January 26, 2024 - Guidance for the Spring 2024 Semester

Dear Colleagues,

Welcome back after what I hope was a refreshing IAP. As we begin the Spring 2024 semester, thank you for the work you do in teaching and supporting our students. This email offers reminders of some best practices, some key policies, and resources for teaching.

Contingency planning:
Make sure that multiple staff, including the instructor of record, have access throughout the semester to grade sheets, student records, and class communication channels.
Develop backup plans for instruction and assessments in the event of substantial or extended illness, absence of instructors and/or teaching staff, or other unexpected disruptions.
Consider adding a plan for possible snow closings to your syllabus. General Information for Snow Closings provides guidance on how to deal with missed material or content from a canceled class. (Please note that faculty and instructors may not schedule an additional mandatory class session to make up for a canceled class.)
Please also consider in advance how you would prefer to deal with student disruptions to scheduled classes, should these occur. Some guidelines are available on the Faculty Governance website. You may also want to consider adding language to your syllabus or to Canvas about your expectations and/or MIT policy (relevant policies are referenced in the guidelines document).
Rules of the road:
If you are teaching Spring subjects, please bear in mind the following reminders of our policies on grading, assignments and exams. Reviewing syllabi in relation to our policies helps to limit student complaints about policy violations and ensure a more productive and successful learning experience for you and your students. If you have questions or foresee the need for an exception, please contact me as soon as possible.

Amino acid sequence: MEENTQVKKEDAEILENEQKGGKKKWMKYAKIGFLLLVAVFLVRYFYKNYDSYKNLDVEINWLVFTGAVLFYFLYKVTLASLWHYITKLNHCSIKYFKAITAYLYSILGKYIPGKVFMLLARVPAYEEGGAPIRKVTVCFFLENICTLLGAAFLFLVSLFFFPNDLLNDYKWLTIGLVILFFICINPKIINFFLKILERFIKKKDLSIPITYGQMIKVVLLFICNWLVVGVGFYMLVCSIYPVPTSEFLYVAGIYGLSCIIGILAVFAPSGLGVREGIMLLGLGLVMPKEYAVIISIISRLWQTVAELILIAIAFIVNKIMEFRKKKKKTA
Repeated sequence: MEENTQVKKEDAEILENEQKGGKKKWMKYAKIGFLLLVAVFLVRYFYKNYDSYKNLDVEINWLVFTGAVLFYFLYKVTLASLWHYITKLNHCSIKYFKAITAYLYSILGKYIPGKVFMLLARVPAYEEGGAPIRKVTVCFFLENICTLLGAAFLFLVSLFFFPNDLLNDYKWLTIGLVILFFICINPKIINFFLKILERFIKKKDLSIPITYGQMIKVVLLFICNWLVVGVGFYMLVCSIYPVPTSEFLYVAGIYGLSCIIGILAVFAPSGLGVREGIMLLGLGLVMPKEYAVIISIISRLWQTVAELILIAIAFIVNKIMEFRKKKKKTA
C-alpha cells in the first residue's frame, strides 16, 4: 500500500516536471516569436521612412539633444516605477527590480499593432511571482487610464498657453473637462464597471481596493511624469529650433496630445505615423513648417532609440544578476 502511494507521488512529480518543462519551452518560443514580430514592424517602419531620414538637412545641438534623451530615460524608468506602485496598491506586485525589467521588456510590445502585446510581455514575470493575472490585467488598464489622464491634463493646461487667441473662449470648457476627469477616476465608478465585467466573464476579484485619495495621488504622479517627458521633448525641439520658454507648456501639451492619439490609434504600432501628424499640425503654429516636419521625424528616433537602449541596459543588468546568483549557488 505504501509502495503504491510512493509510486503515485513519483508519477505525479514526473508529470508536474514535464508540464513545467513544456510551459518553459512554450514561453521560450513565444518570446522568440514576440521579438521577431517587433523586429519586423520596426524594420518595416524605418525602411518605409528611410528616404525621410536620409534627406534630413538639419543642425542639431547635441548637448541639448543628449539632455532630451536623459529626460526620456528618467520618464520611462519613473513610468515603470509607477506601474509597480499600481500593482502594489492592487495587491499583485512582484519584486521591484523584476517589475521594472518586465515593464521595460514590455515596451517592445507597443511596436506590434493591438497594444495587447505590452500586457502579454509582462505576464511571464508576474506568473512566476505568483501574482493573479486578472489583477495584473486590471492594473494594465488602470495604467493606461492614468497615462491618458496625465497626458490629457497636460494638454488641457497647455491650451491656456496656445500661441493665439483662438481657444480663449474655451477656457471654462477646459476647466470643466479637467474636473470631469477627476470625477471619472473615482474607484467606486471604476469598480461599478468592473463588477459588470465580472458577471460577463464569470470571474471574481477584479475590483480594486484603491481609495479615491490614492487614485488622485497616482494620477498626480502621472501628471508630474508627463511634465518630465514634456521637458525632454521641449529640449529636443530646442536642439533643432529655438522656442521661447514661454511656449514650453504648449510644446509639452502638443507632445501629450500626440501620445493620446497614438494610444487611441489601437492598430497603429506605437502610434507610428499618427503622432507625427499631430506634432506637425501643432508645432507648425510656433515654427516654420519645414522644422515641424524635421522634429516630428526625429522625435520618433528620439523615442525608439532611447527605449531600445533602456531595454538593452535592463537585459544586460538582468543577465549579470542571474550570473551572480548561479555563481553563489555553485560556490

Grading Guidelines: Reminder: At MIT the grade for each student is determined independently of other students – not on a curve. Make sure you review our grading policy.

Assignment and Exam Restrictions: Undergraduate subjects; Graduate subjects; Requests for clarification or exceptions

Scheduling Exams, Quizzes, and Review Sessions: Consider asking students to flag potential scheduling conflicts early in the semester to allow for timely planning.
Other resources:
The Teaching and Learning Lab has assembled a set of useful resources on generative AI and teaching. Their site also offers help in thinking through plans to ensure academic continuity in response to any unexpected absences.

Finally, the Division of Student Life provides resources for faculty to support student wellbeing, including a faculty guide on how to respond if a student in distress or having difficulty coping. There is also a network of support in student residences and other organizations on campus. If you see students who are struggling, please reach out to the nearest point of contact with any of those networks so that we can, collectively, help them.
Please reach out to me directly if you have questions or concerns about these policies, resources, and student accommodations either in general or for a specific issue. Your teaching is at the heart of MIT’s purpose, and my colleagues and I will do our best to support you in thinking through any questions that arise.

Warm wishes for the spring term,

Mary C. Fuller
Professor of Literature and Chair of the MIT Faculty